So what will Windows Mobile 6.5 really look like?

wm652 wm651 France Smartphone posted the two images you see to the right today as a preview of what’s to come in Windows Mobile 6.5. In case you missed it, Motorola let the cat out of the bad a couple weeks ago when they mentioned 6.5 as one of the OSes they had in their new slimmed down lineup for new devices. Microsoft CEO Steve Ballmer confirmed the existence of the operating system last week (seriously, why do they let him anywhere near a microphone?). 6.5 should should appear early to mid next year, and pave the way for Windows Mobile 7 by early 2010.

However…

Take a good look at these screenshots. While they’re certainly good looking, they’re also certainly fakes. The biggest tip-offs are the color of the Start flag (colored in on one shot, white on the other) and the position of the signal strength and battery icons, which swap sides from one shot to the other. So while this might be a very good guess at what 6.5 might look like, it’s only a guess, and not leaked from Redmond.

Now that we know they’re not real, let’s see what they do tell us. The first one, a program launcher of sorts, uses the hex layout familiar to tabletop RPG folk instead of a more traditional rows and columns grid. Can you say trackball navigation? We know some of the new Moto devices use a Blackberry/G1-style trackball instead of a d-pad, and this is just the kind of UI I’d expect to take advantage of that. But since I don’t think most of the new devices are going to be trackball-based, I think we can skip that one.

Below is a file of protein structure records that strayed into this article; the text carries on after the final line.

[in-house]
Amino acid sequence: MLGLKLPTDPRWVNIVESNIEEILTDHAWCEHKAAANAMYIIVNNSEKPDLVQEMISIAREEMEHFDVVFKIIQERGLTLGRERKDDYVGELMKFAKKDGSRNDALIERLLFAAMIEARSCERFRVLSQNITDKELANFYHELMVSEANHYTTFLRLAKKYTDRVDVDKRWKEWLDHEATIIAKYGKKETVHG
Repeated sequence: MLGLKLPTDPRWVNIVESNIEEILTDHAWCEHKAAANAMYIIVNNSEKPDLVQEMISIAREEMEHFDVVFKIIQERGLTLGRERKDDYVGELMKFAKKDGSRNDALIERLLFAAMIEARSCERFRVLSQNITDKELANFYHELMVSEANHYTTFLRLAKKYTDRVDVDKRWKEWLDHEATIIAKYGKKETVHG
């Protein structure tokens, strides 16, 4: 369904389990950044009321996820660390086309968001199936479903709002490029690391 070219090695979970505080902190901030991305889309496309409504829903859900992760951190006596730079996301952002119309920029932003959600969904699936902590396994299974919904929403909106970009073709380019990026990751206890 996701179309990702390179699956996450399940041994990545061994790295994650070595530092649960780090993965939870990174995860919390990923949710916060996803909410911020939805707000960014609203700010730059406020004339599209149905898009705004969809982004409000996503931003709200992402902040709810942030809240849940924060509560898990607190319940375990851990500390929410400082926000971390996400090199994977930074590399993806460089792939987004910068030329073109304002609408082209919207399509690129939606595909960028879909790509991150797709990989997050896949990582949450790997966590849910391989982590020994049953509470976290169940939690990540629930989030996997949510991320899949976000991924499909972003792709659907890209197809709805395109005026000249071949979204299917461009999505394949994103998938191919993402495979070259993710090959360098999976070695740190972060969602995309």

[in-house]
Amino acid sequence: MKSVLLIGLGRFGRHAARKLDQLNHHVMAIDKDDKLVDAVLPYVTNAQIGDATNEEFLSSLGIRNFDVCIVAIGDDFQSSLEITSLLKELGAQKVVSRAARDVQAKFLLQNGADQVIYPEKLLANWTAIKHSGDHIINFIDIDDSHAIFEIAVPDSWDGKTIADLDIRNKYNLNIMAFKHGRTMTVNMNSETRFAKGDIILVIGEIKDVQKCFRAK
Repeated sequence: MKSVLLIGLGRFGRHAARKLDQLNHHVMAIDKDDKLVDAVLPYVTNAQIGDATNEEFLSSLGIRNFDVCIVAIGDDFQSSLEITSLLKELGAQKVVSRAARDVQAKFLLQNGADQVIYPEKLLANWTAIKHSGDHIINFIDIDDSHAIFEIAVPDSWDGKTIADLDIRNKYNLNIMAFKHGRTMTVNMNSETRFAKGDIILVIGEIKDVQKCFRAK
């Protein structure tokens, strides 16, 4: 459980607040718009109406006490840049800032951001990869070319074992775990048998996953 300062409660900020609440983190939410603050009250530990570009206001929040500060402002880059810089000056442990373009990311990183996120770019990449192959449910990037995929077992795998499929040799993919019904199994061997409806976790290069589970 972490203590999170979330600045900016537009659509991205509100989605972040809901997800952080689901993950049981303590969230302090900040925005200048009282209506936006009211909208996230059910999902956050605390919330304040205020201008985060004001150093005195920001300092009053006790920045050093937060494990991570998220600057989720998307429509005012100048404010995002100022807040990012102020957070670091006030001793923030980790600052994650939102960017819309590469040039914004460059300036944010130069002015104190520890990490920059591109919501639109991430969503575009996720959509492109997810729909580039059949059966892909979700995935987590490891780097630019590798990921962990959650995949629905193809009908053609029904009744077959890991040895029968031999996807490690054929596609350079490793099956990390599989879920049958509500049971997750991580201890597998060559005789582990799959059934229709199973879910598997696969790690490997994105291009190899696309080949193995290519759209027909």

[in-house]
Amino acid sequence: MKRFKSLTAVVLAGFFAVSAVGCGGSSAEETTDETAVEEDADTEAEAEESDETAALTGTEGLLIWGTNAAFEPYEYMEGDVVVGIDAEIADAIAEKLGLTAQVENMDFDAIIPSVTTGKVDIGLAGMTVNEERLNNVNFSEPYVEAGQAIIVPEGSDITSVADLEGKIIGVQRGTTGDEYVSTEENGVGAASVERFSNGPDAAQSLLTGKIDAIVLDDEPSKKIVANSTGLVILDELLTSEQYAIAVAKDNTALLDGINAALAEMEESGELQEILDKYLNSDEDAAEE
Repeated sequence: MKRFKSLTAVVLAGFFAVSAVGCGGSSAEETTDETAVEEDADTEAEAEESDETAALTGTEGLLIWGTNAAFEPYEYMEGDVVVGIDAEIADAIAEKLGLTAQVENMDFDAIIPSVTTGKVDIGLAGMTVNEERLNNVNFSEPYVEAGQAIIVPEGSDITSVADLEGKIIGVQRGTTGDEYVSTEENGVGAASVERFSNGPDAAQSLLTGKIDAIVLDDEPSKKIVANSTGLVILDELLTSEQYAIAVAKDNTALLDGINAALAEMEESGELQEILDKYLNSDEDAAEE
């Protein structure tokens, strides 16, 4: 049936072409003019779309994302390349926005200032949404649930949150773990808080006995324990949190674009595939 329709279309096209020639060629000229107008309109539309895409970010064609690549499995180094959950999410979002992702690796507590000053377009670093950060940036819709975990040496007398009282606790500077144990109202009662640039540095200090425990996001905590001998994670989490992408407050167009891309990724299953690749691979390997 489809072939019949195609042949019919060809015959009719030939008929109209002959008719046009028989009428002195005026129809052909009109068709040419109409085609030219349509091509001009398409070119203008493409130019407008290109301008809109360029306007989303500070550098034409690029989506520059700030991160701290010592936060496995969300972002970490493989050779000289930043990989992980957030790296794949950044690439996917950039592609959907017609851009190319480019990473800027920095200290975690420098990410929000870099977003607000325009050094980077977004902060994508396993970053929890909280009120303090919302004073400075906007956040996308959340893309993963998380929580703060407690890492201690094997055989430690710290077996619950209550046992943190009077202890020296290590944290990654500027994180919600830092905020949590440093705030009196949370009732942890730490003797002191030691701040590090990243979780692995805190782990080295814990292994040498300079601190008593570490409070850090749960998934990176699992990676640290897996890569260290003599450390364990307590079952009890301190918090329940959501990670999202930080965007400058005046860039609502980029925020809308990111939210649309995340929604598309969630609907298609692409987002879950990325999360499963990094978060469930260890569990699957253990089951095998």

But the second shot is far, far more interesting. Here we see the standard Windows Mobile Today screen, but laid out and navigated far more like the Zune interface. This makes sense, since we know that Microsoft plans to bring the Zune software platform to both Windows Mobile and X-Box eventually. If that effort were farther along that we thought, this would be a very credible look for Windows Mobile, a combining of the Zune UI with Windows Mobile 6.1 Standard’s “sliding panels” homescreen interface.

So while I’m convinced these shots aren’t real, I do think Microsoft should take a good long look at them as an example of how they could modernize the Windows Mobile experience without changing it so much that it’s not Windows Mobile anymore. After all, those of us who choose to use Windows Mobile today know the iPhone and Android are out there, and we picked Windows Mobile for a reason.

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